• Computer platform 801 may be coupled via bus 804 to a display 809, such as a cathode ray tube (CRT), plasma display, or a liquid crystal display (LCD), for displaying information to a system administrator or user of the computer platform 801. An input device 810, including alphanumeric and other keys, is coupled to bus 801 for communicating information and command selections to processor 805. Another type of user input device is cursor control device 811, such as a mouse, a trackball, or cursor direction keys for communicating direction information and command selections to processor 804 and for controlling cursor movement on display 809. This input device typically has two degrees of freedom in two axes, a first axis (e.g., x) and a second axis (e.g., y), that allows the device to specify positions in a plane.
  • An external storage device 812 may be connected to the computer platform 801 via bus 804 to provide an extra or removable storage capacity for the computer platform 801. In an embodiment of the computer system 800, the external removable storage device 812 may be used to facilitate exchange of data with other computer systems.
  • The invention is related to the use of computer system 800 for implementing the techniques described herein. In an embodiment, the inventive system may reside on a machine such as computer platform 801. According to one embodiment of the invention, the techniques described herein are performed by computer system 800 in response to processor 805 executing one or more sequences of one or more instructions contained in the volatile memory 806. Such instructions may be read into volatile memory 806 from another computer-readable medium, such as persistent storage device 808. Execution of the sequences of instructions contained in the volatile memory 806 causes processor 805 to perform the process steps described herein. In alternative embodiments, hard-wired circuitry may be used in place of or in combination with software instructions to implement the invention. Thus, embodiments of the invention are not limited to any specific combination of hardware circuitry and software.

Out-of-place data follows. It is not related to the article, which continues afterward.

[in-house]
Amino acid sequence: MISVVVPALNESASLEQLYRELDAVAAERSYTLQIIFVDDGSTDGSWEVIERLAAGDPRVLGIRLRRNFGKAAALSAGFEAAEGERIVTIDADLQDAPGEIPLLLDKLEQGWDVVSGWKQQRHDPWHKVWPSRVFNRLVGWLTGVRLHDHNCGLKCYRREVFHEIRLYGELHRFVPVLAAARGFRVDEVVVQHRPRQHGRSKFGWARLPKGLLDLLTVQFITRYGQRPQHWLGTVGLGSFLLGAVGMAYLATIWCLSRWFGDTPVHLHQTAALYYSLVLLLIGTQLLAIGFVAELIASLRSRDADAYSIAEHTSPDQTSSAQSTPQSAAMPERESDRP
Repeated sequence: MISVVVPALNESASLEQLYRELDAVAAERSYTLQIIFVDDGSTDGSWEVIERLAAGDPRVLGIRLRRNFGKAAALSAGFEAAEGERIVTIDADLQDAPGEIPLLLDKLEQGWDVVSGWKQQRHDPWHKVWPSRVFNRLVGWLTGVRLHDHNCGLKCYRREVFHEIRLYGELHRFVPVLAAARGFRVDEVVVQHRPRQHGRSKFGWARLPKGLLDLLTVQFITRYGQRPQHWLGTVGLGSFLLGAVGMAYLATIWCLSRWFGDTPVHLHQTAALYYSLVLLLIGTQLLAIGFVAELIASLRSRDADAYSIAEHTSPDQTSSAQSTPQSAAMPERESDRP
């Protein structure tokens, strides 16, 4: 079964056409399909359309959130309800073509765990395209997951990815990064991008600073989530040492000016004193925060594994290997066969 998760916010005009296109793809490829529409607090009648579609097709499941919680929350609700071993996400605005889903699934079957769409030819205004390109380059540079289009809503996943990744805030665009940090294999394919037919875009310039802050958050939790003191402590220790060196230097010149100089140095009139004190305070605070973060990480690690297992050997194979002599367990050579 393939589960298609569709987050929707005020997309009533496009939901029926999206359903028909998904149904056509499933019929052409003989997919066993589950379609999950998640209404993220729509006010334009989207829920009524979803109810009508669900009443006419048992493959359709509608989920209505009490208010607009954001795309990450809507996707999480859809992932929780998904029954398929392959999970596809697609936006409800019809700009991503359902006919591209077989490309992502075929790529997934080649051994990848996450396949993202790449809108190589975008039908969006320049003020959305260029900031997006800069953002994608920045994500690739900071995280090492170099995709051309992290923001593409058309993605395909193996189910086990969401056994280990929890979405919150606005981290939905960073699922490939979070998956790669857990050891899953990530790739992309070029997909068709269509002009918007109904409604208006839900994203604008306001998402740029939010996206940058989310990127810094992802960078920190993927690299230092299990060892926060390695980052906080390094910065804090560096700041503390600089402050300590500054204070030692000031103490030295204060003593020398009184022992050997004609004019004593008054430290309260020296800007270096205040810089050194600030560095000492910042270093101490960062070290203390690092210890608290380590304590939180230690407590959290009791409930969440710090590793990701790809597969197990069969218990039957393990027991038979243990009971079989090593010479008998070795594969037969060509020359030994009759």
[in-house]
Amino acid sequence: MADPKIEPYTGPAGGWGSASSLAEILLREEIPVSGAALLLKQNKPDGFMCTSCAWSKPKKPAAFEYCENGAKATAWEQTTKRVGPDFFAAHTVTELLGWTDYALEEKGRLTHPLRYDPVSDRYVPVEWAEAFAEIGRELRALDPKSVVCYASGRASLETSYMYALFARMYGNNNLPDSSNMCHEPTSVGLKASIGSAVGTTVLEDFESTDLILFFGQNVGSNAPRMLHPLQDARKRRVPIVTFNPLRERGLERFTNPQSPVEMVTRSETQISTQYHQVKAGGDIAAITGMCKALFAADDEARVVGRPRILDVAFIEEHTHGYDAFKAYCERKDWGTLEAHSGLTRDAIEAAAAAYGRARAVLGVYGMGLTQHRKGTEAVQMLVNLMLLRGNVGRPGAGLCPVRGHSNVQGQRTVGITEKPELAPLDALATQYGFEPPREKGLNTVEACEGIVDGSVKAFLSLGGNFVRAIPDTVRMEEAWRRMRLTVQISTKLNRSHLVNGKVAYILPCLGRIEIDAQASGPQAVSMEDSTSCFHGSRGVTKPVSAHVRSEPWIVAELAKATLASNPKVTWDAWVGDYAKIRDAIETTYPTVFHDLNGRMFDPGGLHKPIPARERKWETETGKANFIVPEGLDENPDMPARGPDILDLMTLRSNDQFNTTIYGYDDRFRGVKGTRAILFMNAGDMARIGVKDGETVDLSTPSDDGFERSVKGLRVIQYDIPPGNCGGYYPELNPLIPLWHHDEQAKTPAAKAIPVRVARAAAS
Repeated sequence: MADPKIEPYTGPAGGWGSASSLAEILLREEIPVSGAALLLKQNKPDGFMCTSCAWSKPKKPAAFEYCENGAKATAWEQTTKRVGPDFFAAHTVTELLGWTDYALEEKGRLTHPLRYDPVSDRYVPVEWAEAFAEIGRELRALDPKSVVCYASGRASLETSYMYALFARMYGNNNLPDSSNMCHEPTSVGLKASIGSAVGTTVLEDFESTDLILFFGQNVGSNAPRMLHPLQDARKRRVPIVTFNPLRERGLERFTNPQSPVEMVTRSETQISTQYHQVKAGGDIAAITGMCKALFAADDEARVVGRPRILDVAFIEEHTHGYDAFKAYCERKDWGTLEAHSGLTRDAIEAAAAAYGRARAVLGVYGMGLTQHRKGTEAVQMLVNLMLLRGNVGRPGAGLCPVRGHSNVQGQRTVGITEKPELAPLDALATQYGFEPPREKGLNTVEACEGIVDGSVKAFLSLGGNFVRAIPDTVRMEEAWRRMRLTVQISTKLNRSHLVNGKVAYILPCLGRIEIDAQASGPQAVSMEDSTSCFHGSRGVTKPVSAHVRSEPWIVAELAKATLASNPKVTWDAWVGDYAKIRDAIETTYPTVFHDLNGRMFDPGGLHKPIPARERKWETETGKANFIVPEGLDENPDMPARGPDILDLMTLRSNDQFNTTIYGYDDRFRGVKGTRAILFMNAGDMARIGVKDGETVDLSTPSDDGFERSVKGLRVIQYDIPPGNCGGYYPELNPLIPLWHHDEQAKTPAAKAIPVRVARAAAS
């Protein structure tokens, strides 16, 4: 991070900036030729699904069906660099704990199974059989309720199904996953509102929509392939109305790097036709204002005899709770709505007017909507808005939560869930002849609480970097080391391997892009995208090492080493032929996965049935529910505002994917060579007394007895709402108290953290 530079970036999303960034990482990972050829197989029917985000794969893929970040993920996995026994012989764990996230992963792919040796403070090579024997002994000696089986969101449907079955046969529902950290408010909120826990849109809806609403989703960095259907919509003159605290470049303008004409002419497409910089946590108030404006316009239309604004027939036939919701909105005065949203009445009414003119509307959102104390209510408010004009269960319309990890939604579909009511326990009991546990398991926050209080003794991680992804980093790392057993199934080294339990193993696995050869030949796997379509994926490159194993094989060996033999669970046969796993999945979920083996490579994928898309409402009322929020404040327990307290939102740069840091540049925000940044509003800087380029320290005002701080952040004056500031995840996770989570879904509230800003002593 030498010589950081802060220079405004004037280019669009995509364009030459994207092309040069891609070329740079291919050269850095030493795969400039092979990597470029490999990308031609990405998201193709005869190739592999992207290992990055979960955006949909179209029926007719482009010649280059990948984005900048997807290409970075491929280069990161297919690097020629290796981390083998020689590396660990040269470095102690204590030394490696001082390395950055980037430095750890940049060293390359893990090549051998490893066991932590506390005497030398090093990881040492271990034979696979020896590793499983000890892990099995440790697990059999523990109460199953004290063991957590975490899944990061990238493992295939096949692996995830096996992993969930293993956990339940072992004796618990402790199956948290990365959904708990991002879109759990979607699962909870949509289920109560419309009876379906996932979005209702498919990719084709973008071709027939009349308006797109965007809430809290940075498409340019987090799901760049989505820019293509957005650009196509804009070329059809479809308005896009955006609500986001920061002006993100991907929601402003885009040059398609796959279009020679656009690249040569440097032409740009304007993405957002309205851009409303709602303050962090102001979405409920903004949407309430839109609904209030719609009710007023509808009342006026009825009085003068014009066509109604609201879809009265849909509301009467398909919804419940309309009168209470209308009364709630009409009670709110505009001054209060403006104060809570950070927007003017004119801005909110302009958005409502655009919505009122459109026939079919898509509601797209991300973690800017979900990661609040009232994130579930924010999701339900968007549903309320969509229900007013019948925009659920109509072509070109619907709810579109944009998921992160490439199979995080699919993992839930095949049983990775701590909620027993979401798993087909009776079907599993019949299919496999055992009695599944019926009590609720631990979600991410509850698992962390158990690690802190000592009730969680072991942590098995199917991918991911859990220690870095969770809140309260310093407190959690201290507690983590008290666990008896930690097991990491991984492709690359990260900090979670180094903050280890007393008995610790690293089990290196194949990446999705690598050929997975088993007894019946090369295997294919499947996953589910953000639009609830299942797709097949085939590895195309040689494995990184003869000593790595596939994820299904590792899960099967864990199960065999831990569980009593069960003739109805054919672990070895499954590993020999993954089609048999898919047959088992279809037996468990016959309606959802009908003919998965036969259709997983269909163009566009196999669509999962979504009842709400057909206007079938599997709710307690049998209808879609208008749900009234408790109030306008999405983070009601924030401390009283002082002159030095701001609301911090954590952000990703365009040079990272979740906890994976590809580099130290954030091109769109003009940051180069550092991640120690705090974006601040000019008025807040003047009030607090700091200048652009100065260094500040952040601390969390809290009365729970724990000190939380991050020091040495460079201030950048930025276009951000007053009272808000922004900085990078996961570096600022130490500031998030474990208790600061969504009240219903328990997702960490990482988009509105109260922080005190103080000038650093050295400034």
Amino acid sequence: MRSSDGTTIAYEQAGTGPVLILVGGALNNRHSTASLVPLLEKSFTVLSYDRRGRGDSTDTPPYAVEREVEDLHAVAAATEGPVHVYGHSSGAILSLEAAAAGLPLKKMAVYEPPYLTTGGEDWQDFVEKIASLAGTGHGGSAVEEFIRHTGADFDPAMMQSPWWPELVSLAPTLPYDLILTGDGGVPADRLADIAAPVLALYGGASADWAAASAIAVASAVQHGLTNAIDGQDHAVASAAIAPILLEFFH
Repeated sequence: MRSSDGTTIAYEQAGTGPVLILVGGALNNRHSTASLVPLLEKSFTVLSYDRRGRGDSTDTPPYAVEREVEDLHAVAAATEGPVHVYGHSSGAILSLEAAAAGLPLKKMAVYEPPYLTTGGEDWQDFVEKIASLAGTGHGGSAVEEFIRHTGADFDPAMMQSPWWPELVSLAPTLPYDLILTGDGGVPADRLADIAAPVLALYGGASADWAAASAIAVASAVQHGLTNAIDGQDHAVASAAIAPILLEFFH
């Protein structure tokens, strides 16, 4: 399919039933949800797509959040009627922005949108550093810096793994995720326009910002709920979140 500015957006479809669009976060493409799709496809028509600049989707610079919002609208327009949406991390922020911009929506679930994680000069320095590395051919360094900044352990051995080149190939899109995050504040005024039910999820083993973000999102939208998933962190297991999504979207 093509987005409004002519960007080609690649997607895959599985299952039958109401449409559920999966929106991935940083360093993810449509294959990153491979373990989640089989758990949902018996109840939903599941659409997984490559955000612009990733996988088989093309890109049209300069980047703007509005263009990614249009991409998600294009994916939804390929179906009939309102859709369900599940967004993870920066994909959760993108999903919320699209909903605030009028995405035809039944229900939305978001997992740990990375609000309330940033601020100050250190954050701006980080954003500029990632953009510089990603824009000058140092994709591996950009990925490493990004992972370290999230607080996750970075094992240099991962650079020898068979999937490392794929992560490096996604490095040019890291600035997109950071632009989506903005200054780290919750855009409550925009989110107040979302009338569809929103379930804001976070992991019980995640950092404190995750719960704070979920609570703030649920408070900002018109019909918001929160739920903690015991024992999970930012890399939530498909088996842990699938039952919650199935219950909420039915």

• The term “computer-readable medium” as used herein refers to any medium that participates in providing instructions to processor 805 for execution. The computer-readable medium is just one example of a machine-readable medium, which may carry instructions for implementing any of the methods and/or techniques described herein. Such a medium may take many forms, including but not limited to, non-volatile media, volatile media, and transmission media. Non-volatile media includes, for example, optical or magnetic disks, such as storage device 808. Volatile media includes dynamic memory, such as volatile storage 806. Transmission media includes coaxial cables, copper wire and fiber optics, including the wires that comprise data bus 804. Transmission media can also take the form of acoustic or light waves, such as those generated during radio-wave and infra-red data communications.
  • Common forms of computer-readable media include, for example, a floppy disk, a flexible disk, hard disk, magnetic tape, or any other magnetic medium, a CD-ROM, any other optical medium, punchcards, papertape, any other physical medium with patterns of holes, a RAM, a PROM, an EPROM, a FLASH-EPROM, a flash drive, a memory card, any other memory chip or cartridge, a carrier wave as described hereinafter, or any other medium from which a computer can read.
  • Various forms of computer readable media may be involved in carrying one or more sequences of one or more instructions to processor 805 for execution. For example, the instructions may initially be carried on a magnetic disk from a remote computer. Alternatively, a remote computer can load the instructions into its dynamic memory and send the instructions over a telephone line using a modem. A modem local to computer system 800 can receive the data on the telephone line and use an infra-red transmitter to convert the data to an infra-red signal. An infra-red detector can receive the data carried in the infra-red signal and appropriate circuitry can place the data on the data bus 804. The bus 804 carries the data to the volatile storage 806, from which processor 805 retrieves and executes the instructions. The instructions received by the volatile memory 806 may optionally be stored on persistent storage device 808 either before or after execution by processor 805. The instructions may also be downloaded into the computer platform 801 via Internet using a variety of network data communication protocols well known in the art.